evaluating a biopsy such as this case. Ideally the consultation of a musculoskeletal radiologist or
experienced orthopaedic oncologist should be sought. Low-grade central osteosarcoma is usually medullary
in origin (>85%) and metaphyseal, with purely diaphyseal lesions less common. Although slow growth
and mineralization leads to an expanded cortex and ground glass appearance similar to fibrous dysplasia,
the majority of cases (80%) have features suggestive of an aggressive tumor, including poor margination,
cortical destruction, and soft tissue extension. With modern CT and MRI imaging techniques, cortical
destruction can be documented in all cases.
In the majority of
cases, the pre-operative impression will include malignancy based on the radiologic studies.
Histologically, the lesion most frequently resembles fibrous dysplasia, although parosteal
osteosarcoma-like and desmoplastic fibroma-like appearances can also be seen depending on the amount of
osteoid production. Infiltration of the fibrous stroma into the interstices of native cortical or
medullary bone and periosteal extension are diagnostic features that unfortunately are usually absent in
biopsy specimens. The majority of cases have greater than 2 mitoses per 10 hpf, but nearly 20% will have
fewer. Cytologic atypia is subtle in most cases. In contrast to fibrous dysplasia, where the boney
trabeculae are comprised of woven bone, those of low-grade central osteosarcoma tend to be a mixture of
woven and lamellar bone. Rarely, thickened irregular plates of lamellar bone can histologically mimic
Paget's disease.  A less common chondromyxoid fibroma-like variant of osteosarcoma displays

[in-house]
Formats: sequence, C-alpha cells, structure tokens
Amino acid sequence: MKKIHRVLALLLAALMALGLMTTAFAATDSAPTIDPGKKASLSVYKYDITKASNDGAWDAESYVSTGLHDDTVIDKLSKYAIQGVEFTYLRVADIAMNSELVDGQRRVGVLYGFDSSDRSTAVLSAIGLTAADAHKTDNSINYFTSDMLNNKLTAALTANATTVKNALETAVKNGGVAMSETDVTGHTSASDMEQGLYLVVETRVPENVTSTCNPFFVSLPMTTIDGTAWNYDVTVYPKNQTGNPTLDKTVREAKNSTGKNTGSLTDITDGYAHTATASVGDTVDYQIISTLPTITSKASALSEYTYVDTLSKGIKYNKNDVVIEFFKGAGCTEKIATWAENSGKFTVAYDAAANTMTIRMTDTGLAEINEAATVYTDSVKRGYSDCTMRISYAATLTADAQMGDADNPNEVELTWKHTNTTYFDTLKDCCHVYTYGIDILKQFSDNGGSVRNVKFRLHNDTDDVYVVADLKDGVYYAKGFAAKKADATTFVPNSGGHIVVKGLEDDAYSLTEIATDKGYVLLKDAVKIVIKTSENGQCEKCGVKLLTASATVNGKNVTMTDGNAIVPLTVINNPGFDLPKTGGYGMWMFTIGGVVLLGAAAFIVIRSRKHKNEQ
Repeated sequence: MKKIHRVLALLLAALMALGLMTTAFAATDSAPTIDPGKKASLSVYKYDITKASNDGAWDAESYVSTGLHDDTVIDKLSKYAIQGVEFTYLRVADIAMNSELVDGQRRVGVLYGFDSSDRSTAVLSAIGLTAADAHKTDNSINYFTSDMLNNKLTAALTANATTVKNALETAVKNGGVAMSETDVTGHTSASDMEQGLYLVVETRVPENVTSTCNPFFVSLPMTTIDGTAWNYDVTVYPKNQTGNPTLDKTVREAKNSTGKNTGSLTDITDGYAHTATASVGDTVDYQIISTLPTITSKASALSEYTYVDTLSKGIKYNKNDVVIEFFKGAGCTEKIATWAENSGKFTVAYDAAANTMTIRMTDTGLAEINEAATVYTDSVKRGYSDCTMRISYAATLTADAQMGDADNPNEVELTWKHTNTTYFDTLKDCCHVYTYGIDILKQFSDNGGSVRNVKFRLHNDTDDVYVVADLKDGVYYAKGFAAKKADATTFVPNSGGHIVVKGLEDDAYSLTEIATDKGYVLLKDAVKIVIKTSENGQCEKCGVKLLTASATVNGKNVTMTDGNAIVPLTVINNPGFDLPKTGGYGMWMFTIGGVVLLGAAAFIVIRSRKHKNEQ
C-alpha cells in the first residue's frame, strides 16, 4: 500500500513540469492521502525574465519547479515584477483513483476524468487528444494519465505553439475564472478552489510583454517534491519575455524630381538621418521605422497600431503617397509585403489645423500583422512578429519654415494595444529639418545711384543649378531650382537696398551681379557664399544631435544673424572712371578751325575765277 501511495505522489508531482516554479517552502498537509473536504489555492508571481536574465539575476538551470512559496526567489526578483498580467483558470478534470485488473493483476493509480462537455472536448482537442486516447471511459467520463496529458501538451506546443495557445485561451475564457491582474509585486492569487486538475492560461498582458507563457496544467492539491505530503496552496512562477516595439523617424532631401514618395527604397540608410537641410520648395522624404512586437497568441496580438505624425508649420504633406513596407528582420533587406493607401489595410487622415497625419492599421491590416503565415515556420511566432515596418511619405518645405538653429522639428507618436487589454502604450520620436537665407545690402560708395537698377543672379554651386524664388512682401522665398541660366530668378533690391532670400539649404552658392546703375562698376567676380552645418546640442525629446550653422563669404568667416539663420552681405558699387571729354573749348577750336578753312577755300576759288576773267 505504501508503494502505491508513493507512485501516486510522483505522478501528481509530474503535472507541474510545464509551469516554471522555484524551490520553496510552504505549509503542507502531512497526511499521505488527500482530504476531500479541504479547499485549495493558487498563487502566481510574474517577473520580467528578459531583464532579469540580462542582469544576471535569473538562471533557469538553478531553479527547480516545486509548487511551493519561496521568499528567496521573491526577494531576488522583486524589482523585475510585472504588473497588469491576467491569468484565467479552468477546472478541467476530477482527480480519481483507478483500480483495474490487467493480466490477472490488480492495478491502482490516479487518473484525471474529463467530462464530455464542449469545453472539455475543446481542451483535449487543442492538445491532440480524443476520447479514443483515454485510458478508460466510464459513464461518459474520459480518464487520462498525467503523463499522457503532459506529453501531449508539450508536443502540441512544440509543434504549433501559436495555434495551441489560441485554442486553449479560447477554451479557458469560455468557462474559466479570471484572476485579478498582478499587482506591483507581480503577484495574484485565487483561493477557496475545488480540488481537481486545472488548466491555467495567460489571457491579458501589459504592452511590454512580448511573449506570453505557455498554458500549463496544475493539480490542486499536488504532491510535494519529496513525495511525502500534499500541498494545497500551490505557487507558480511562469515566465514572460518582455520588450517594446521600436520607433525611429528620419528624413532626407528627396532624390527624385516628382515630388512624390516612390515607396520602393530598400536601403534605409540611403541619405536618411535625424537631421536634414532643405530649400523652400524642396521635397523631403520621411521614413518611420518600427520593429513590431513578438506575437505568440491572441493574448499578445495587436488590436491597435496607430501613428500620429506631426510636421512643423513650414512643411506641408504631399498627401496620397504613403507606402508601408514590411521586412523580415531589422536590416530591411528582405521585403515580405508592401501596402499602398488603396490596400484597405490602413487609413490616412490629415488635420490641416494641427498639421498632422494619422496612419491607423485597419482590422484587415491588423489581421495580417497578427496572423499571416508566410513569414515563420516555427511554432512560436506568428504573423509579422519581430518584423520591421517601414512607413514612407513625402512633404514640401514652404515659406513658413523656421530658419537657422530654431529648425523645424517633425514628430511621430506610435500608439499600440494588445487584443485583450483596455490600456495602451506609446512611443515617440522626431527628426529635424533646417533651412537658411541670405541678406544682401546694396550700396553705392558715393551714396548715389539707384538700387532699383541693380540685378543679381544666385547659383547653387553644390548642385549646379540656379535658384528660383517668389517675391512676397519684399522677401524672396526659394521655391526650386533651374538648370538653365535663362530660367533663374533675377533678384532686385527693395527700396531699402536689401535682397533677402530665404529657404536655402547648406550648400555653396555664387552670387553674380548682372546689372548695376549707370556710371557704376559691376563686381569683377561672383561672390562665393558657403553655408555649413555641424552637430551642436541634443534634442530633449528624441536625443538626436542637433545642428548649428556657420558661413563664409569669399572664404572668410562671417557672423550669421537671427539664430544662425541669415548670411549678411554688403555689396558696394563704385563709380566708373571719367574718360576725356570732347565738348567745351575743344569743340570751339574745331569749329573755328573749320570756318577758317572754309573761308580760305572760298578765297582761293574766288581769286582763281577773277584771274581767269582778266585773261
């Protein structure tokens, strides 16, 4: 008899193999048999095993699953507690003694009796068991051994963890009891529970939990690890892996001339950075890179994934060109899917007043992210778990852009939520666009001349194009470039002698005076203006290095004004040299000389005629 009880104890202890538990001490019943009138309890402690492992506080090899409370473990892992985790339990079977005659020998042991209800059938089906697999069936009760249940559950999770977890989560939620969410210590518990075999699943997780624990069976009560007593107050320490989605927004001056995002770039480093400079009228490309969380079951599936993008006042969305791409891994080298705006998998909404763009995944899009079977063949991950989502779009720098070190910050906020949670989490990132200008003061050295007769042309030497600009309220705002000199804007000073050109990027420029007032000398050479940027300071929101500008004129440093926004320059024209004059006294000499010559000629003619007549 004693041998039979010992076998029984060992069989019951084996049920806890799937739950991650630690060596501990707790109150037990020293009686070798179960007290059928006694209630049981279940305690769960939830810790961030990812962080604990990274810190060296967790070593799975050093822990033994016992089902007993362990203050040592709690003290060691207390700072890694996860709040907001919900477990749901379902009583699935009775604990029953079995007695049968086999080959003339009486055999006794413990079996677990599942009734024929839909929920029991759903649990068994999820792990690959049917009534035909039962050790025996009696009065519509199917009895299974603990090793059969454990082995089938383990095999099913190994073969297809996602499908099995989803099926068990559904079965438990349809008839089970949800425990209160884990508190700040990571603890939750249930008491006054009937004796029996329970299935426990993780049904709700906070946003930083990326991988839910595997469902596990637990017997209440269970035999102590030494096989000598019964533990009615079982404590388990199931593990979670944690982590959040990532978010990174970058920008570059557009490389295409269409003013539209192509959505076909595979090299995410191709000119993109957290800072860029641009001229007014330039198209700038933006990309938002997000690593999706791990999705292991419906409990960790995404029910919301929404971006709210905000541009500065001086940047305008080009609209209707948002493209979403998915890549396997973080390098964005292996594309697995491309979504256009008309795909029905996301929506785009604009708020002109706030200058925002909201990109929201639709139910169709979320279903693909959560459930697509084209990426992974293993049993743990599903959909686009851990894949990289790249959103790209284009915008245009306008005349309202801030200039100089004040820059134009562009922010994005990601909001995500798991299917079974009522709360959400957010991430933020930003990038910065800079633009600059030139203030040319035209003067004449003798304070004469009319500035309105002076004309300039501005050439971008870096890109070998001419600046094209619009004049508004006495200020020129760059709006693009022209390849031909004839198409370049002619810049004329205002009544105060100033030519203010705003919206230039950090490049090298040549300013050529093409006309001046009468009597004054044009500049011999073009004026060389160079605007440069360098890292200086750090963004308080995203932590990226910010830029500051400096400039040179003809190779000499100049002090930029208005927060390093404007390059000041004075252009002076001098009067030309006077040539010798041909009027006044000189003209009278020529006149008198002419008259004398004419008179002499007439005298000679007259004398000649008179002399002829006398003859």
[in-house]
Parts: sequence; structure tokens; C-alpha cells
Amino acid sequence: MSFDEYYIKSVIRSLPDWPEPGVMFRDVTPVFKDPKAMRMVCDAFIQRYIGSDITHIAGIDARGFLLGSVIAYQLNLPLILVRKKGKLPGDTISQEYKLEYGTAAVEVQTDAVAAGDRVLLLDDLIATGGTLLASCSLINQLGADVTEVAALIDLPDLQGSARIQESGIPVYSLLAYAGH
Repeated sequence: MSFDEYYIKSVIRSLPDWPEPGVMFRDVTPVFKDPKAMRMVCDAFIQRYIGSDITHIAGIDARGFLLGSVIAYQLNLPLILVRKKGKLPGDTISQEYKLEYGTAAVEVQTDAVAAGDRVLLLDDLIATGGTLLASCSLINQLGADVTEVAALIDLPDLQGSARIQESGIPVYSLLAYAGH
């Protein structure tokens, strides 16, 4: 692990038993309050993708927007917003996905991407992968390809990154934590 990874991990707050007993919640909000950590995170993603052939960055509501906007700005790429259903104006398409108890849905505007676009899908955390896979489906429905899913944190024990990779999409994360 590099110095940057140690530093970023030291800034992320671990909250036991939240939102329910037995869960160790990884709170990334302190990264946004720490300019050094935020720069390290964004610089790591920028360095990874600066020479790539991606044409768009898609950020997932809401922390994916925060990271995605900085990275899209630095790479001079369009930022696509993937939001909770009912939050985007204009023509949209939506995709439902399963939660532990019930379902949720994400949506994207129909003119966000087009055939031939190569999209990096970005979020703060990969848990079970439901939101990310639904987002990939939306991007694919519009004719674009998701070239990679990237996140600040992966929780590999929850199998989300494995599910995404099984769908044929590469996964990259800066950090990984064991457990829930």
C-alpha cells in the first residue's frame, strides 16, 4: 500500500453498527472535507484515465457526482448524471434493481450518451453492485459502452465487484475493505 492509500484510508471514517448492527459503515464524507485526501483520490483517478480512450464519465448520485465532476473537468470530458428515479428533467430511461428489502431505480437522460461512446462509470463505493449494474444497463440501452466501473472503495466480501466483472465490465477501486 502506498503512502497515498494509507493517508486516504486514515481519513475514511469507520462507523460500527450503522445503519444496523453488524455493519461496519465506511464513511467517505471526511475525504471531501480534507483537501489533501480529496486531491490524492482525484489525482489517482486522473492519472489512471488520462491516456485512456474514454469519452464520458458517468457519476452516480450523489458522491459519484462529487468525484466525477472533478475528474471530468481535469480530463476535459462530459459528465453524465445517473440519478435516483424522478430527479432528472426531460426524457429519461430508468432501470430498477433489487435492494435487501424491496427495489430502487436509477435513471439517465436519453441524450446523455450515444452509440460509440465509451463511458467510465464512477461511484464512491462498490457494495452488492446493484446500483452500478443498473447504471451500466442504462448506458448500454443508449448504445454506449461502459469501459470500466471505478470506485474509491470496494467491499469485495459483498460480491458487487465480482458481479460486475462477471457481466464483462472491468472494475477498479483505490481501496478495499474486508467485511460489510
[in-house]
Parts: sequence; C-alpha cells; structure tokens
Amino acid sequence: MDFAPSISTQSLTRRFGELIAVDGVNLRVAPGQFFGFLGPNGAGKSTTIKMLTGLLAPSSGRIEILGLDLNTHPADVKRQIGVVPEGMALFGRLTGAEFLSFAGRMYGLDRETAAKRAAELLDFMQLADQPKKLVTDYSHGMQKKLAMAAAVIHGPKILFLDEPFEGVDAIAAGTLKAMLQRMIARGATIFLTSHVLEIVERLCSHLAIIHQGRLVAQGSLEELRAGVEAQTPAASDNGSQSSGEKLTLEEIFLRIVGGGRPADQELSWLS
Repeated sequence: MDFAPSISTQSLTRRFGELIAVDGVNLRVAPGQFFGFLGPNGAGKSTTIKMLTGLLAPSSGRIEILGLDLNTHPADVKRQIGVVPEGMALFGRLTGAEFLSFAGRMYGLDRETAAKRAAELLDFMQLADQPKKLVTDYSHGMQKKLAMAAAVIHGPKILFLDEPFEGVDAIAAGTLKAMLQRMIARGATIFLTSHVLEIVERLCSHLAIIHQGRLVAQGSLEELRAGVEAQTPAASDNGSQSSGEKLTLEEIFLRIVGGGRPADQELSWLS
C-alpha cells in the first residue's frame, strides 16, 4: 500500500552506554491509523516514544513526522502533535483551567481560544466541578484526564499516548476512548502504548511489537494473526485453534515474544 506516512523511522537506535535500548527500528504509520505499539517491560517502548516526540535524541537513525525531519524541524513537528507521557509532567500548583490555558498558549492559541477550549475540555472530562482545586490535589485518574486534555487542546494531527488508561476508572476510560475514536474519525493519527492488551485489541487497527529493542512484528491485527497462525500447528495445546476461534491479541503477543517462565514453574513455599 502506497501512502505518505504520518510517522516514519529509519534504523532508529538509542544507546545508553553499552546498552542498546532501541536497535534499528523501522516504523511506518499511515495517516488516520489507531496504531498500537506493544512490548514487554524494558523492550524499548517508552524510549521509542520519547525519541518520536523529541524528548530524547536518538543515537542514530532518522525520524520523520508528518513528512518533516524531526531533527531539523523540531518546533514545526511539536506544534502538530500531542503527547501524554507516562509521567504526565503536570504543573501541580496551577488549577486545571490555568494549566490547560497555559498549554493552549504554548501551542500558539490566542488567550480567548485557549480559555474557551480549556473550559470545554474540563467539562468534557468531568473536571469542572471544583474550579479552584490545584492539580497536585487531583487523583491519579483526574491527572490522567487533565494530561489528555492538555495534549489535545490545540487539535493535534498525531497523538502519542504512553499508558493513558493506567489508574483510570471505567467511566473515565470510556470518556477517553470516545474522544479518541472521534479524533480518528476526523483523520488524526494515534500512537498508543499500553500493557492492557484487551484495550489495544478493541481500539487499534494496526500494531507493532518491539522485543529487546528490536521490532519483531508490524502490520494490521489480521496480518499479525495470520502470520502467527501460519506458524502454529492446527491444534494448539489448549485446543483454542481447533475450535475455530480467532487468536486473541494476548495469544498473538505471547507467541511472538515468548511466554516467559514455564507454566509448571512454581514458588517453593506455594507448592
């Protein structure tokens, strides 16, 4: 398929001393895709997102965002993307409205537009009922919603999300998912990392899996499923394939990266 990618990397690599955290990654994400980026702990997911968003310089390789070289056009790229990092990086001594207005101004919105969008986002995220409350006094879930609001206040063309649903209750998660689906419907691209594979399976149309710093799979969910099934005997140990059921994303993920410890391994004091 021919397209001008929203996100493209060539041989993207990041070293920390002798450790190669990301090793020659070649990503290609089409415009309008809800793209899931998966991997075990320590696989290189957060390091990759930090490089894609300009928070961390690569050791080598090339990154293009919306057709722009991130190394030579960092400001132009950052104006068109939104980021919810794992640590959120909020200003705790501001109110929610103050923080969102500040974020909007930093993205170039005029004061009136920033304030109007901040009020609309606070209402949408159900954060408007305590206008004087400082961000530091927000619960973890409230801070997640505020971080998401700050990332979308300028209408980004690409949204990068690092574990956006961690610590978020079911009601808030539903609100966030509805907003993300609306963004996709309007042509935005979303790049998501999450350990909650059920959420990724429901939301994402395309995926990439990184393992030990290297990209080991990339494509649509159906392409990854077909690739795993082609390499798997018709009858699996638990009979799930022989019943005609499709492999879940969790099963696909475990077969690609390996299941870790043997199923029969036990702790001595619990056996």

lobulated growth with myxoid areas and stellate cells. Increased mitotic figures, cellular zones with
pleomorphism and direct production of osteoid by the tumor cells are atypical features indicating
Treatment and Prognosis:
Treatment of low-grade central osteosarcoma is complete surgical excision; intralesional surgery is
associated with essentially 100% recurrence, while radical excisions have essentially no local
recurrence.  In nearly half of cases an initial biopsy will be interpreted as benign, with
osteosarcoma diagnosed on subsequent material.  Recurrent lesions display dedifferentiation to
a high-grade osteosarcoma in15% of cases, and rarely areas of high-grade osteosarcoma are found at
primary presentation.  There is a high risk of metastatic disease with dedifferentiation.
Low-grade central osteosarcoma has a relatively stable karyotype, in contrast to high grade
osteosarcoma, with relatively few changes detected on comparative genomic hybridization studies,
typically +12q12-q14, +12p, and +6p21.
The 12q13-15 region contains SAS (sarcoma
amplified sequence) , MDM2, and cyclin dependent kinase 2 (cdk2). SAS amplification has
been previously reported in the majority of parosteal osteosarcoma,  and is also amplified in
15% of low grade central osteosarcomas.  Increased expression of MDM2 and CDK4 has also been
reported in both parosteal and low-grade central osteosarcoma. By contrast, P53 mutations, common in
high-grade osteosarcoma, are rare in low-grade central osteosarcoma.